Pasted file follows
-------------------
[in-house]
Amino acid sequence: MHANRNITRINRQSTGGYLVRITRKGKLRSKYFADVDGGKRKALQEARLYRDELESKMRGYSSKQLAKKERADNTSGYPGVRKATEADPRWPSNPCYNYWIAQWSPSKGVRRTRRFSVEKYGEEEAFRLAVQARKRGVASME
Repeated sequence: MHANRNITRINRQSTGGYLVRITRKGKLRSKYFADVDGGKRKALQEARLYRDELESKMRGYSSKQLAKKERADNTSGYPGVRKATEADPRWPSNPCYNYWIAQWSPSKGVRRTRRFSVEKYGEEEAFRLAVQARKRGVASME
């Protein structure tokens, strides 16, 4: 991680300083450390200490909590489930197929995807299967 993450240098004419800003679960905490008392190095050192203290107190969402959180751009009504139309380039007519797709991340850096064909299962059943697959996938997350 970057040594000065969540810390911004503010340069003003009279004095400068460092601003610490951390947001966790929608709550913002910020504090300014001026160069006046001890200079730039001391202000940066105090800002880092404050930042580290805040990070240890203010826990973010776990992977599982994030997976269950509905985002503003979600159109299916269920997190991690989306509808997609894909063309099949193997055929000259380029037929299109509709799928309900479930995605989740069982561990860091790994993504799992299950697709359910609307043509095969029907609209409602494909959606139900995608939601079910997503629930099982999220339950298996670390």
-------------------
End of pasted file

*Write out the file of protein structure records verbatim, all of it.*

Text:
[in-house]
Amino acid sequence: MHANRNITRINRQSTGGYLVRITRKGKLRSKYFADVDGGKRKALQEARLYRDELESKMRGYSSKQLAKKERADNTSGYPGVRKATEADPRWPSNPCYNYWIAQWSPSKGVRRTRRFSVEKYGEEEAFRLAVQARKRGVASME
Repeated sequence: MHANRNITRINRQSTGGYLVRITRKGKLRSKYFADVDGGKRKALQEARLYRDELESKMRGYSSKQLAKKERADNTSGYPGVRKATEADPRWPSNPCYNYWIAQWSPSKGVRRTRRFSVEKYGEEEAFRLAVQARKRGVASME
């Protein structure tokens, strides 16, 4: 991680300083450390200490909590489930197929995807299967 993450240098004419800003679960905490008392190095050192203290107190969402959180751009009504139309380039007519797709991340850096064909299962059943697959996938997350 970057040594000065969540810390911004503010340069003003009279004095400068460092601003610490951390947001966790929608709550913002910020504090300014001026160069006046001890200079730039001391202000940066105090800002880092404050930042580290805040990070240890203010826990973010776990992977599982994030997976269950509905985002503003979600159109299916269920997190991690989306509808997609894909063309099949193997055929000259380029037929299109509709799928309900479930995605989740069982561990860091790994993504799992299950697709359910609307043509095969029907609209409602494909959606139900995608939601079910997503629930099982999220339950298996670390």